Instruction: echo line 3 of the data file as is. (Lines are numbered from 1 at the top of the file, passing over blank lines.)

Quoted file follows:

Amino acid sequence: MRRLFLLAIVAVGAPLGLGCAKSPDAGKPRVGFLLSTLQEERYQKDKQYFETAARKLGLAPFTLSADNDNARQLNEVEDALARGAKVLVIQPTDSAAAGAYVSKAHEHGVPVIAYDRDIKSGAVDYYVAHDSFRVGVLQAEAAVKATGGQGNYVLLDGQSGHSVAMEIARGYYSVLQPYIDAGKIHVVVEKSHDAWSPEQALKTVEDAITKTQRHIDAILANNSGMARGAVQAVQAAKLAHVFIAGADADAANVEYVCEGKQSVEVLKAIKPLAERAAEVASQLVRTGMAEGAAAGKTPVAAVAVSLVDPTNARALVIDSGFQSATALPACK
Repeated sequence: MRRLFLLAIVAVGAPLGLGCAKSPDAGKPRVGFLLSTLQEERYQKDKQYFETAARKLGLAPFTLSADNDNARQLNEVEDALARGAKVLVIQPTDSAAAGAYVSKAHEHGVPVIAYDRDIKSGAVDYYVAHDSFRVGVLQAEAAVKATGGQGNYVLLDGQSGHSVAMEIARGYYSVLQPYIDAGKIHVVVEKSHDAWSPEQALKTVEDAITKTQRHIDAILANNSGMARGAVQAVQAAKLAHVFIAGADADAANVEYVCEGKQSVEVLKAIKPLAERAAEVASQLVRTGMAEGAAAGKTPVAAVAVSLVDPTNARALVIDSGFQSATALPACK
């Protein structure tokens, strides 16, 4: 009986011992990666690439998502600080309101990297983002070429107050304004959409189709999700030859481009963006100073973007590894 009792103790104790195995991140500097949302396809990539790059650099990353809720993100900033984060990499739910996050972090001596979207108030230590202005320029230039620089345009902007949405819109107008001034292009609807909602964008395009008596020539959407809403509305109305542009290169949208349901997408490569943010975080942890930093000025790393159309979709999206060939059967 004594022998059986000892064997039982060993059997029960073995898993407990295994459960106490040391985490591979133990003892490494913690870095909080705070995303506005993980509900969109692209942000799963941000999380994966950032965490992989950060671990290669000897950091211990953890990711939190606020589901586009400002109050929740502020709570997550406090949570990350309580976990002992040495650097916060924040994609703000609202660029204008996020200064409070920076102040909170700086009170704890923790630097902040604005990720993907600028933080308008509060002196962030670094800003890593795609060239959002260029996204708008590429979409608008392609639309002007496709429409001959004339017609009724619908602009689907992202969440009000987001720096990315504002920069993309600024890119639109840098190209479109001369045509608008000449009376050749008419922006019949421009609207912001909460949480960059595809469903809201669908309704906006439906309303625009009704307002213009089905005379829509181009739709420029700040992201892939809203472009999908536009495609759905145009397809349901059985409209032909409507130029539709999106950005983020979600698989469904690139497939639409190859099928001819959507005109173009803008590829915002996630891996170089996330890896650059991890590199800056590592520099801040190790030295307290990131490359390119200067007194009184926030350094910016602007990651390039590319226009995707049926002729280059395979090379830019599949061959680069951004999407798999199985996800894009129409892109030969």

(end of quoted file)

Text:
């Protein structure tokens, strides 16, 4: 009986011992990666690439998502600080309101990297983002070429107050304004959409189709999700030859481009963006100073973007590894 009792103790104790195995991140500097949302396809990539790059650099990353809720993100900033984060990499739910996050972090001596979207108030230590202005320029230039620089345009902007949405819109107008001034292009609807909602964008395009008596020539959407809403509305109305542009290169949208349901997408490569943010975080942890930093000025790393159309979709999206060939059967 004594022998059986000892064997039982060993059997029960073995898993407990295994459960106490040391985490591979133990003892490494913690870095909080705070995303506005993980509900969109692209942000799963941000999380994966950032965490992989950060671990290669000897950091211990953890990711939190606020589901586009400002109050929740502020709570997550406090949570990350309580976990002992040495650097916060924040994609703000609202660029204008996020200064409070920076102040909170700086009170704890923790630097902040604005990720993907600028933080308008509060002196962030670094800003890593795609060239959002260029996204708008590429979409608008392609639309002007496709429409001959004339017609009724619908602009689907992202969440009000987001720096990315504002920069993309600024890119639109840098190209479109001369045509608008000449009376050749008419922006019949421009609207912001909460949480960059595809469903809201669908309704906006439906309303625009009704307002213009089905005379829509181009739709420029700040992201892939809203472009999908536009495609759905145009397809349901059985409209032909409507130029539709999106950005983020979600698989469904690139497939639409190859099928001819959507005109173009803008590829915002996630891996170089996330890896650059991890590199800056590592520099801040190790030295307290990131490359390119200067007194009184926030350094910016602007990651390039590319226009995707049926002729280059395979090379830019599949061959680069951004999407798999199985996800894009129409892109030969």